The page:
It turns out that was a canny decision, as Thursday brought another warning — and a further 30% share price slump during morning trading. As I write, the price has recovered a little to 58p, but is still 25% down on the day. And down 90% since a peak of more than 600p in June 2015.
Trading conditions “have remained difficult, characterised by continued weak consumer confidence,” which really shouldn’t come as any surprise. As a result, Carpetright’s UK like-for-like sales are still falling (though at a softening pace), and remain below the firm’s expectations.
The bottom line is that we should now expect an underlying pre-tax loss for the year to April.
That has inevitable liquidity and balance sheet implications, and the company is talking to its bankers to ensure it doesn’t break the terms of its borrowing facilities. At the same time, there’s an effort being made to work out how to strengthen the balance sheet, though at this stage there are no further details.
The City had already been predicting a 75% fall in EPS this year and a modest pre-tax profit, though forecasts for the next two years would see earnings recovering by approximately 50% each year to bring the P/E down to seven by 2020.
That’s meaningless now, and the optimism seems misplaced at the moment.
It’s possible that Carpetright might be at the point of maximum pessimism right now and that buying would be a smart move. But with discretionary spending tight and the retail sector hurting, and with other safer stocks on offer, I see no need to take the risk.
The biggest nominal fall on Thursday saw industrial software specialist Aveva Group (LSE: AVV) shares apparently losing more than a third of their value.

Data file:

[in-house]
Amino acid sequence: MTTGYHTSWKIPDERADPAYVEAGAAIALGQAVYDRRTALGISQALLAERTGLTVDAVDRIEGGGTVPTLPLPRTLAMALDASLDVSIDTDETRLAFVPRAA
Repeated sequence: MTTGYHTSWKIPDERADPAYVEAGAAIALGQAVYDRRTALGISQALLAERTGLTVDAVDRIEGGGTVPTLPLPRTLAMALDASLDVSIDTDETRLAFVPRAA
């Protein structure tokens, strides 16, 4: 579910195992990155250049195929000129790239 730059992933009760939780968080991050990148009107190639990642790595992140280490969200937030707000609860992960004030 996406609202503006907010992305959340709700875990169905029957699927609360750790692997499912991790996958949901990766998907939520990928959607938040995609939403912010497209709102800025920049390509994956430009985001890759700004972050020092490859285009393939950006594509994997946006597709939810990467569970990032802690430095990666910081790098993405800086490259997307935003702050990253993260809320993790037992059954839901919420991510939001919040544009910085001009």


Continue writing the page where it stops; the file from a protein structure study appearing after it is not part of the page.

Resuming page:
It’s due to its readmission to the market after the completion of a reverse takeover with the software arm of Schneider Electric of France. The readmission includes Aveva’s original 64m shares, plus 97.2m new shares issued to Schneider as part of the deal. But what are we to make of the new beast?
Aveva’s shares had stormed ahead over the past two years, gaining 130% by the end of January 2018, presumably in expectations of the firm’s earlier growth pattern resuming after a break of a couple of years. And that might indeed be on the cards, after a brief update on 15 February (following Schneider’s 2017 results) told us that the two companies’ joint assets “experienced continued growth in [their] Licencing and Maintenance revenue streams, partly offset by a slight decline in Services revenue.“
More sensible valuation?
One problem is that forecasts prior to Thursday put Aveva shares on a high fundamental valuation, with a forward P/E of nearly 40. That might be fine for a company with very strong earnings growth expectations, but single-digit EPS forecasts would have dropped that only as far as 34 by 2020.
The new Aveva makes those forecasts obsolete and we’ll need to wait for updated forecasts for the merged operation. We might have a more sensible valuation when it all works out, but I’d probably want to wait for a full year of results following the merger.
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